· The errata is posted together with a marked up version of the specification document for a 15 day review period by the TC members, during which time no changes should be made to either the errata or the marked up document. These will be posted on the uddi-spec YahooGroup.
· Any revision necessary as a result of feedback should be made and resubmitted for review; an additional 15 day review period should be allowed but may be waived depending on the nature of the changes.
· At the end of the review period, the TC Chairs will submit the errata and amended specification document for vote. Voting rules for this vote are the same as for approval of a TC Committee Specification, as documented in the OASIS TC Process.
This section addresses how specifications will be versioned. Revisions to a specification will result due to the incorporation of errata.
Errors and corrections (errata and corrigenda) to a specification will be collected over a period of time by the TC. The editors may provide drafts that reflect those changes from time to time though these will not be released publicly. When the TC wants to publish a revised version of a given specification as "completed and approved work of the TC," the specification will be identified with a “minor” revision number (i.e. a “dot” release such as 2.1 or 3.1), and approved by vote of the TC in accordance with TC voting rules for specifications.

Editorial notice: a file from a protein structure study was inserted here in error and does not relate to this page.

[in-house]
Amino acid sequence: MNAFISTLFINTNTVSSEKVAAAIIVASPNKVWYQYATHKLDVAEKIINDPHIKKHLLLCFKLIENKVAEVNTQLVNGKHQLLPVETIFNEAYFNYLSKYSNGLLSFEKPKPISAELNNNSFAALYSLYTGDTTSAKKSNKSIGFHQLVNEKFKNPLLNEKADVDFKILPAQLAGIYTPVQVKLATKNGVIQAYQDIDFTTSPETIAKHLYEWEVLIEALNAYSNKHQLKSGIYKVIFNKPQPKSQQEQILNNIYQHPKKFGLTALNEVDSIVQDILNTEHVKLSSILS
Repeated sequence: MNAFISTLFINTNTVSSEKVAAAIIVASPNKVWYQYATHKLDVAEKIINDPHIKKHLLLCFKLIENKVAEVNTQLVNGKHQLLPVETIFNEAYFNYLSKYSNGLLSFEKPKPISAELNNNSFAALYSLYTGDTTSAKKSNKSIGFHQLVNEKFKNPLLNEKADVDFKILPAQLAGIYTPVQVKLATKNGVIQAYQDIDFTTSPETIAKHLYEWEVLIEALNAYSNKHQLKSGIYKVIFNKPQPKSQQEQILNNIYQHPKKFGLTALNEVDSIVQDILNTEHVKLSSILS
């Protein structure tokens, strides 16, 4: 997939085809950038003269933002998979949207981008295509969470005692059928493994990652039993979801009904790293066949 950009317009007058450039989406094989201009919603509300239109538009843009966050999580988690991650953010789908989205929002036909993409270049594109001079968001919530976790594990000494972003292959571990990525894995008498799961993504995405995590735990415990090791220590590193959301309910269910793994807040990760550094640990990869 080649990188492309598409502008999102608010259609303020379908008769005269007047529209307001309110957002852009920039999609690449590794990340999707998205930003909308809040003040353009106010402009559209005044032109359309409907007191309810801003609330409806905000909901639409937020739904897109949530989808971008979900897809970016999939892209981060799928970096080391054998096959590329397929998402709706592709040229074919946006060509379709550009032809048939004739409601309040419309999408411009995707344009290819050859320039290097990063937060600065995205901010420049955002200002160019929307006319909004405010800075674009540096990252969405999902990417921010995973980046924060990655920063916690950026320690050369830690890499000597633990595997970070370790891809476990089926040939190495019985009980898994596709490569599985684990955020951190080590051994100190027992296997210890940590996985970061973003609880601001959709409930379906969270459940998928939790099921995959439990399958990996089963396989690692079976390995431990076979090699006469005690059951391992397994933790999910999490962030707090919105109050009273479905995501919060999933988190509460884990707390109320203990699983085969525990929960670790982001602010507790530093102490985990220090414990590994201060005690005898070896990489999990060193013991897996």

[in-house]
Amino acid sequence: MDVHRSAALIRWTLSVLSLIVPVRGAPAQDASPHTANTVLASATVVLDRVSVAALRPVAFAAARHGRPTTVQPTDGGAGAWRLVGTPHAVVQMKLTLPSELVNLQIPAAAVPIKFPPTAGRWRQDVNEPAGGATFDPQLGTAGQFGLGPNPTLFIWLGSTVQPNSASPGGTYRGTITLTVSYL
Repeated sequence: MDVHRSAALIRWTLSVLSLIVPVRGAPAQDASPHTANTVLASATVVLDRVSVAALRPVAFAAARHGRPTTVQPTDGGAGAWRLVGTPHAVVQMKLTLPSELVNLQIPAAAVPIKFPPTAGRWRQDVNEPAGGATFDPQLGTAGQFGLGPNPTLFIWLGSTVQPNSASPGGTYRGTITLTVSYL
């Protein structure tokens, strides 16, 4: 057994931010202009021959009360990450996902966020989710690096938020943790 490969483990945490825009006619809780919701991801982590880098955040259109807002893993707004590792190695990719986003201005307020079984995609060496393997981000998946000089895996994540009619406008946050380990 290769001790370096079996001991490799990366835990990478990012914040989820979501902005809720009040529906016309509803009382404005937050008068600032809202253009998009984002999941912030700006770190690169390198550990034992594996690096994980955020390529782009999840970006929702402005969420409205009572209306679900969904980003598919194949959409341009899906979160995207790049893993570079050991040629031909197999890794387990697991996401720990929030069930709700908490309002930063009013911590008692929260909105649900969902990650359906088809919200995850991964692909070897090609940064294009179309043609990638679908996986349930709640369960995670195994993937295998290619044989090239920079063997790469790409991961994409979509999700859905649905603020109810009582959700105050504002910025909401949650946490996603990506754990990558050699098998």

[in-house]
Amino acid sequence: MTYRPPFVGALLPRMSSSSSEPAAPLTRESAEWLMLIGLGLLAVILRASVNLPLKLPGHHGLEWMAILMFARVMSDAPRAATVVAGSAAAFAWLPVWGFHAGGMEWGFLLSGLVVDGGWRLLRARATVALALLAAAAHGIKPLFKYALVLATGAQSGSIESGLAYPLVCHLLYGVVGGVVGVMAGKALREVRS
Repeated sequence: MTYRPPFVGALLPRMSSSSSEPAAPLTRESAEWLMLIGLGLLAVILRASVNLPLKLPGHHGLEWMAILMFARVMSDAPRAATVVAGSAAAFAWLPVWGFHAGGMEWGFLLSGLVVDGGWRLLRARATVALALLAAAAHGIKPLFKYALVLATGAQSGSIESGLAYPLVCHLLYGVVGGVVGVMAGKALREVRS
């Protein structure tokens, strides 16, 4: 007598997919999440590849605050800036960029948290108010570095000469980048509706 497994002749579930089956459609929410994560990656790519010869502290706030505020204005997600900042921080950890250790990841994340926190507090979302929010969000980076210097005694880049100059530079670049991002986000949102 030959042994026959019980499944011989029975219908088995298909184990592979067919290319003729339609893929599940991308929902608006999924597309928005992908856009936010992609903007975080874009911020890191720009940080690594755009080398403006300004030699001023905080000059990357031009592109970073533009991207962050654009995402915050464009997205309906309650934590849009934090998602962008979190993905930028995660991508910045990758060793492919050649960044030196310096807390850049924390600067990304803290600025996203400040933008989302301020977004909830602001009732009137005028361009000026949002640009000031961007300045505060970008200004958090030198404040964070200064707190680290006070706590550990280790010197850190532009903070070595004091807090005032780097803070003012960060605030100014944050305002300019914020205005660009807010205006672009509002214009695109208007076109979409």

As such, an errata set will be tied to an update of the version numbers associated with each of the specifications which make up the version of UDDI being amended. All version numbers of all such documents will be updated to a matching level for such releases of errata sets.